On the other hand, direct transmission of T. cruzi between insects can occur through entomophagy behavior such as cannibalism, coprophagy and cleptohaematophagy. Cannibalism in triatomines is rare and poorly demonstrated but coprophagic behavior is associated with the acquisition of microbe symbionts and is a possibility of infection that cannot be excluded [43]. Coprophagy has been described for many insects, such as Isoptera (termites), Hemiptera (true bugs) and Blattaria (cockroaches) as a predominant route of beneficial bacteria transmission [46], and the possibility of T. cruzi transmission should also be considered. Otherwise, some triatomine species are able to feed on the hemolymph of other insects if starving [47]. Sandoval et al. [48] showed that Belminus herreri in early stages was unable to feed on vertebrate hosts but successfully fed on replete R. prolixus, showing a cleptohaematophagy behavior. This behavior has also been reported with R. prolixus nymphs [49]. Therefore, this can be considered as another possible way by which Ps. arthuri could become infected with T. cruzi, taking into account that this triatomine has been found in sympatry with R. prolixus [25, 28], but further studies are required to prove this hypothesis.

Most of the T. cruzi-positive insects (70.7%, 29/43) were found in P. rufifrons nests (Table 2). The same as reported by Cruz-Guzmán et al. [25]. However, in Table 3, logistic regression indicates that the C. cela bird nest is statistically more significant with respect to the presence of T. cruzi (OR 4.00; 95% CI: 1.12–14.17) but this could be explained by the sample size in these nests. Additionally, other variables such as adult insect stage (OR 2.8; 95% CI: 1.55–5.04), male sex (OR 3.14; 95% CI: 1.34–7.35) and feeding on C. baroni (OR 3.75; 95% CI: 1.24–11.29) appear to be associated with the presence of T. cruzi in Ps. arthuri. Adult life stage association with T. cruzi presence in Ps. arthuri could be explained if it is considered as the mobile stage, in which triatomines can move around to take different meals. Regarding the C. baroni relation with T. cruzi presence, we consider it plausible that insects feeding on this bird species are more likely to feed on other animals that might be infected because these birds leave their nests (migrate), forcing triatomines to move and find other feeding sources [25].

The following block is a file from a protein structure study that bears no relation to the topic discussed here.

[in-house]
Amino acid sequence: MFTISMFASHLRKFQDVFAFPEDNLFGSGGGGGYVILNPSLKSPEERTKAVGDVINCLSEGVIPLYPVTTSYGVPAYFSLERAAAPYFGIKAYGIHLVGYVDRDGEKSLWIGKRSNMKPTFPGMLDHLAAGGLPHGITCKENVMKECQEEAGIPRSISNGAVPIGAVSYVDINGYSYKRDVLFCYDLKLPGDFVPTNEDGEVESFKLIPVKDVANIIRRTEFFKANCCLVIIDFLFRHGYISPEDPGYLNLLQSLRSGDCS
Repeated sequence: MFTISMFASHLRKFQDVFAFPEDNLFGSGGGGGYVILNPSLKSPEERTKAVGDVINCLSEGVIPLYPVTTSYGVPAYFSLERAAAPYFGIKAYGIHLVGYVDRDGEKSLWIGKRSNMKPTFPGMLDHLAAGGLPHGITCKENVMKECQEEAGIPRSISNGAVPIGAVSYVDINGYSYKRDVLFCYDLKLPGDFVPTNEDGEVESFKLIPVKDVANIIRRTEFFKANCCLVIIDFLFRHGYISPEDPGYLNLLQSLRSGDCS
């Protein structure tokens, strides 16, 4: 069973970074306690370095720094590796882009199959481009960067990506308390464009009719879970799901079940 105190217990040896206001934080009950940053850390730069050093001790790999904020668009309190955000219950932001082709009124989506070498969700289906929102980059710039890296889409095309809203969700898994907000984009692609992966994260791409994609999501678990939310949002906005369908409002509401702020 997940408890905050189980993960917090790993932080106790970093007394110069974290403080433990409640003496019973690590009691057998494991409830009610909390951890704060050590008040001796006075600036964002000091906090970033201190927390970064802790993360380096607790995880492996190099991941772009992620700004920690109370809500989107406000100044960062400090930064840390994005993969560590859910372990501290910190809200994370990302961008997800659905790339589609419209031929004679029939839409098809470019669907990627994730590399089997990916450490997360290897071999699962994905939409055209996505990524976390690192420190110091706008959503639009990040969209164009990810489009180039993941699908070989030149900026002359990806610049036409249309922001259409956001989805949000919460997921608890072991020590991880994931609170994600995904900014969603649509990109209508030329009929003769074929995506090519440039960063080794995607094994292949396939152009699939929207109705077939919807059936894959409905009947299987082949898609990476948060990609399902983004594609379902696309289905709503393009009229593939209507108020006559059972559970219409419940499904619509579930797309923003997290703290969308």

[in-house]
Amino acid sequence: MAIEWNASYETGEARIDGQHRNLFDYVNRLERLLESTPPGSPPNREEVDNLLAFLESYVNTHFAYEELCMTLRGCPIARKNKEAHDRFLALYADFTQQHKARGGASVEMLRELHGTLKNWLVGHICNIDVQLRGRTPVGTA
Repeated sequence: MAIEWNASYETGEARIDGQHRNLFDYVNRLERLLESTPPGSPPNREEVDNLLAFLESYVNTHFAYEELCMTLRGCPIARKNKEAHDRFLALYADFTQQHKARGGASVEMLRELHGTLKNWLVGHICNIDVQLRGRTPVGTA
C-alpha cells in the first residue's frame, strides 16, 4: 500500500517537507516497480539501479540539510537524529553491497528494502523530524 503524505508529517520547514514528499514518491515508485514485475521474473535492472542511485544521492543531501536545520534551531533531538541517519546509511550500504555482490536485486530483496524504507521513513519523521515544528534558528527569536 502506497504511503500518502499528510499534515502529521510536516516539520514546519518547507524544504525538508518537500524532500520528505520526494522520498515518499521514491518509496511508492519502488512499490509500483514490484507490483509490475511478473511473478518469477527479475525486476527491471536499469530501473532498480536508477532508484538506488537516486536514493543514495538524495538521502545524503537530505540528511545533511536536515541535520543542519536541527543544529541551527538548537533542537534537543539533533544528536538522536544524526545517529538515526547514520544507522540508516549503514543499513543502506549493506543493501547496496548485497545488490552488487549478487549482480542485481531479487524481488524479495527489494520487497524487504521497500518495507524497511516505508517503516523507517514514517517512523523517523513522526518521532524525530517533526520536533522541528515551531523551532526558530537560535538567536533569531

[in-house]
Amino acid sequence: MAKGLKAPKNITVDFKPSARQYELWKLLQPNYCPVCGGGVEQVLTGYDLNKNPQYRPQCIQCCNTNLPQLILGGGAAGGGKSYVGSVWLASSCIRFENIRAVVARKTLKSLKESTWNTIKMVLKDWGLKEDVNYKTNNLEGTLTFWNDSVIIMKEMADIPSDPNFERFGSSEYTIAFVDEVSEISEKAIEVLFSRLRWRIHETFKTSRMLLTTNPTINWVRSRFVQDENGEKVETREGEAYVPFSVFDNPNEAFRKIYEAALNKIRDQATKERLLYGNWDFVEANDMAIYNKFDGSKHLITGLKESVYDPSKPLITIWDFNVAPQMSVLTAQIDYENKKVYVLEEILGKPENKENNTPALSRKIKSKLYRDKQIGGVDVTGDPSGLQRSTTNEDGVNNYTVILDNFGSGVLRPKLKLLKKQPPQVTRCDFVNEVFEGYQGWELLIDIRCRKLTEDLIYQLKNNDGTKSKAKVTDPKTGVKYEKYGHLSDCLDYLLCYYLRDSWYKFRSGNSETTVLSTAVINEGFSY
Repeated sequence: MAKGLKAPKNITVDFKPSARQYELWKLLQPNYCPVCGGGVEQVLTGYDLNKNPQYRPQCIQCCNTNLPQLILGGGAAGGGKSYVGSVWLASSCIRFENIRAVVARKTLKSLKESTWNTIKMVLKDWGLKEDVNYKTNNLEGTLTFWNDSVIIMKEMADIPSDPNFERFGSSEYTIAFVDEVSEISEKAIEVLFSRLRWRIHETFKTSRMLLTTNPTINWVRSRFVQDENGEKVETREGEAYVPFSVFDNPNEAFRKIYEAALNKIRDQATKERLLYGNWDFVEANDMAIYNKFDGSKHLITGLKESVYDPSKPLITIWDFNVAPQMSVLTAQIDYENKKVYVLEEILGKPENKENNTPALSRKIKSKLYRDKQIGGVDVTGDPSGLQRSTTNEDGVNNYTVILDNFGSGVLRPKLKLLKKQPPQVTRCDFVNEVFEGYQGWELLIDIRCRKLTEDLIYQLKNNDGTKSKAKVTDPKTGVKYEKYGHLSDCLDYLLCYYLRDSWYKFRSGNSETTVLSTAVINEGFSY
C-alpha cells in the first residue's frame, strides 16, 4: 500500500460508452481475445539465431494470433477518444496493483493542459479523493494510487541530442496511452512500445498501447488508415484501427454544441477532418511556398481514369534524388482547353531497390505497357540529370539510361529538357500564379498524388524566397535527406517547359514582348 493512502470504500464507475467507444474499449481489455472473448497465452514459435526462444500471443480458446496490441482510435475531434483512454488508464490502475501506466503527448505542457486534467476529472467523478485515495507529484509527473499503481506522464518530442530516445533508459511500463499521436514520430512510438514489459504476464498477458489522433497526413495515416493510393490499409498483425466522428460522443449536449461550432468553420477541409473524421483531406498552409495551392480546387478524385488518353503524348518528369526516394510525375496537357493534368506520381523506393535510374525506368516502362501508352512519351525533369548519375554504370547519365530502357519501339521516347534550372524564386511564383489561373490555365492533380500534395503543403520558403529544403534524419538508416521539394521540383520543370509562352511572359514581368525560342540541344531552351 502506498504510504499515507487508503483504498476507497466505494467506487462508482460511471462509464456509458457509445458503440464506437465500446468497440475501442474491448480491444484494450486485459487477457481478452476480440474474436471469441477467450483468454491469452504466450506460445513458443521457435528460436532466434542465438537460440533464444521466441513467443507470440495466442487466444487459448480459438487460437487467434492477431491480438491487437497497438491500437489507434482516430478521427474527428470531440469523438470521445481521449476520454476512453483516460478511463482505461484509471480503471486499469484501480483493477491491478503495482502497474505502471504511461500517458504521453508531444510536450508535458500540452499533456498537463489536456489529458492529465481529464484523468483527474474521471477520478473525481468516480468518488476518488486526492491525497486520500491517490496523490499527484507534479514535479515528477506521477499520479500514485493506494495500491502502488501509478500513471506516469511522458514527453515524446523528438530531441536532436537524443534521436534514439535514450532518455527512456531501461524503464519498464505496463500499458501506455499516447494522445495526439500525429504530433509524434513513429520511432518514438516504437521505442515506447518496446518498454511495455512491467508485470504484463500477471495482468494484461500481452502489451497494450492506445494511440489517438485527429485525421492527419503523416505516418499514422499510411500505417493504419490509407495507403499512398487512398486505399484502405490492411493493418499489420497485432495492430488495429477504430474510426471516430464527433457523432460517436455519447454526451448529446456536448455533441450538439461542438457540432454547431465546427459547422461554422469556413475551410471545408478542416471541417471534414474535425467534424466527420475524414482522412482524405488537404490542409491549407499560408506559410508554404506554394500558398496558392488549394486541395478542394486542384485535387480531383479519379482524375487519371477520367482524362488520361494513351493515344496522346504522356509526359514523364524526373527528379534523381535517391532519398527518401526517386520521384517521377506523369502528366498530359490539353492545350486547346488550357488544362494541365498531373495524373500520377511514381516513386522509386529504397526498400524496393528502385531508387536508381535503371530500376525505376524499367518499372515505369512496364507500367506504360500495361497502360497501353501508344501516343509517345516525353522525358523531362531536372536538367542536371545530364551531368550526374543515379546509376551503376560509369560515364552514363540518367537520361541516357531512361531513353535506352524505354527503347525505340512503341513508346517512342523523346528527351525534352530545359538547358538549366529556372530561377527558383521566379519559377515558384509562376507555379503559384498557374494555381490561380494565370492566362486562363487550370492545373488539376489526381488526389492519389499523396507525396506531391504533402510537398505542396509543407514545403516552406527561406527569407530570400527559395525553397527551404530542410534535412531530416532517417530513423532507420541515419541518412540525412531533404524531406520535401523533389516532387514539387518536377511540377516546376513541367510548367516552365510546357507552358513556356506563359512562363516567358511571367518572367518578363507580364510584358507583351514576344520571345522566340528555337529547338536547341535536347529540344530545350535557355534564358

In a study made in Venezuela in 2014, Cruz-Guzmán et al. [25] found a few Ps. arthuri naturally infected with T. cruzi, despite the fact that these triatomines fed on birds. This feeding preference is not a coincidence, because Psammolestes genus is closely related with Rhodnius (Rhodniini Tribe) [38], and many species of this genus feed on birds, due to their associations with palm trees in which there are bird nests [39]. Something similar occurs with T. maculata, a triatomine with wide distribution in Colombia, whose diet also consist mainly of bird blood. Because of that, this triatomine is excluded from vector control programs [40]. However, in 2016 Hernández et al. [15] reported T. maculata feeding on humans with a frequency of 75% and also infected with T. cruzi with a frequency of 67%. They also found TcI and TcII in some specimens, suggesting a connection between parasites’ domestic and sylvatic transmission cycles by this triatomine. Finally, they highlighted T. maculata as a potential vector for CD and underlined the importance of prioritizing secondary vectors in vector surveillance due to their capacity of domiciliation. These findings may suggest a future behavior that Ps. arthuri could develop, but further studies about its potential as a T. cruzi vector are needed. The MCA results highlight that T. cruzi presence appears to be highly associated with Pore municipality (Fig. 4). This is due to the sample size, because this was the only municipality in which all of the specimens, except one, were positive for T. cruzi presence. However, the obtained frequency for T. cruzi presence in Pore, Casanare, could be explained by taking into account other triatomines present in this area such as R. prolixus, a triatomine species with a wide distribution in Colombia and the one that presents the highest rate of infection with T. cruzi [18].